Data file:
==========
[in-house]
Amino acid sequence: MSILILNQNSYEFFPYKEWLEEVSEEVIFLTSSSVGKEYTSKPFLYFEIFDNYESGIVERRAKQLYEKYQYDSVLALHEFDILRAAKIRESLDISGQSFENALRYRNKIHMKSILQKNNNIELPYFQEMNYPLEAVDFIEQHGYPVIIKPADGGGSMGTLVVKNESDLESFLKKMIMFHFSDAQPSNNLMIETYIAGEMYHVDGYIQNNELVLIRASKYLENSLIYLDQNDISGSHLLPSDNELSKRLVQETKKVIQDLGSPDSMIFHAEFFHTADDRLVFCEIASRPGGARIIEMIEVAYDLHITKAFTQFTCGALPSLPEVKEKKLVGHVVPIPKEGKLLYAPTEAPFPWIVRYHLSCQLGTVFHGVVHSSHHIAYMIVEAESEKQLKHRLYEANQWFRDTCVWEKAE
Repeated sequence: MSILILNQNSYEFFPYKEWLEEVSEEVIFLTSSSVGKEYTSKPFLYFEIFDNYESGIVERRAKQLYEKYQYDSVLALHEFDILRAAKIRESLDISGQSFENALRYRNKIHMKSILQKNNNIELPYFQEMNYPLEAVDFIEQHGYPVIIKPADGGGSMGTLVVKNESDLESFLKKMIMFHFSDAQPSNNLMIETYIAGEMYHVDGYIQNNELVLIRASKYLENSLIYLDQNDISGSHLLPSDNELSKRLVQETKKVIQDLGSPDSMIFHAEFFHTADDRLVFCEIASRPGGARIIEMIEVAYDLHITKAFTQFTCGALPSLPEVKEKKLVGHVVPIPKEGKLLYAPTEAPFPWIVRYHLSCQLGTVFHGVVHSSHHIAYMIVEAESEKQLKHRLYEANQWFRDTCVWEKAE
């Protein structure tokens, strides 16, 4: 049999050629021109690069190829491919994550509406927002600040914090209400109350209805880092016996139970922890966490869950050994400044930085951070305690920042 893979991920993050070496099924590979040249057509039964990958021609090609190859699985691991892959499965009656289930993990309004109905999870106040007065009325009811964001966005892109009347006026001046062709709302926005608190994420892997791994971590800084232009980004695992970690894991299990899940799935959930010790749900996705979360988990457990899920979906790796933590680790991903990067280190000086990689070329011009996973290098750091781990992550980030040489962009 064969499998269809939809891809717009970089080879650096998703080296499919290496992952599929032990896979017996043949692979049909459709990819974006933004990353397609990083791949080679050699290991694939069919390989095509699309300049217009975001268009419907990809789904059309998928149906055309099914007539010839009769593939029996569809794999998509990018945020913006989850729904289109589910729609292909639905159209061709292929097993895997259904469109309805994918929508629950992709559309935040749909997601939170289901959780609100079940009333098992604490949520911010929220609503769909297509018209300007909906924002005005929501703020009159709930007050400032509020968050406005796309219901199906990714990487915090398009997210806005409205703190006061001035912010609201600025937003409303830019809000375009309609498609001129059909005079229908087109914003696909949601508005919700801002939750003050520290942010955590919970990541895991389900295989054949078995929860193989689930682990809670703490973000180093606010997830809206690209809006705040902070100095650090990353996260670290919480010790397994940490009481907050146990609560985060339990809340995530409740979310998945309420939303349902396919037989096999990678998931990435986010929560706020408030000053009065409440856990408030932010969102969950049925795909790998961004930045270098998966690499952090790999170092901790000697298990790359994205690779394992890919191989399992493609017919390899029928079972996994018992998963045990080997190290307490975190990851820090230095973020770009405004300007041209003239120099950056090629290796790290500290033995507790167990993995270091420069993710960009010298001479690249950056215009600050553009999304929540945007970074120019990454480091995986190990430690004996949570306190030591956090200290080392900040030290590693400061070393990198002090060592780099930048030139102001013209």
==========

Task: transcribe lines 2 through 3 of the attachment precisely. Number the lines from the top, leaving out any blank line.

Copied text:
Amino acid sequence: MSILILNQNSYEFFPYKEWLEEVSEEVIFLTSSSVGKEYTSKPFLYFEIFDNYESGIVERRAKQLYEKYQYDSVLALHEFDILRAAKIRESLDISGQSFENALRYRNKIHMKSILQKNNNIELPYFQEMNYPLEAVDFIEQHGYPVIIKPADGGGSMGTLVVKNESDLESFLKKMIMFHFSDAQPSNNLMIETYIAGEMYHVDGYIQNNELVLIRASKYLENSLIYLDQNDISGSHLLPSDNELSKRLVQETKKVIQDLGSPDSMIFHAEFFHTADDRLVFCEIASRPGGARIIEMIEVAYDLHITKAFTQFTCGALPSLPEVKEKKLVGHVVPIPKEGKLLYAPTEAPFPWIVRYHLSCQLGTVFHGVVHSSHHIAYMIVEAESEKQLKHRLYEANQWFRDTCVWEKAE
Repeated sequence: MSILILNQNSYEFFPYKEWLEEVSEEVIFLTSSSVGKEYTSKPFLYFEIFDNYESGIVERRAKQLYEKYQYDSVLALHEFDILRAAKIRESLDISGQSFENALRYRNKIHMKSILQKNNNIELPYFQEMNYPLEAVDFIEQHGYPVIIKPADGGGSMGTLVVKNESDLESFLKKMIMFHFSDAQPSNNLMIETYIAGEMYHVDGYIQNNELVLIRASKYLENSLIYLDQNDISGSHLLPSDNELSKRLVQETKKVIQDLGSPDSMIFHAEFFHTADDRLVFCEIASRPGGARIIEMIEVAYDLHITKAFTQFTCGALPSLPEVKEKKLVGHVVPIPKEGKLLYAPTEAPFPWIVRYHLSCQLGTVFHGVVHSSHHIAYMIVEAESEKQLKHRLYEANQWFRDTCVWEKAE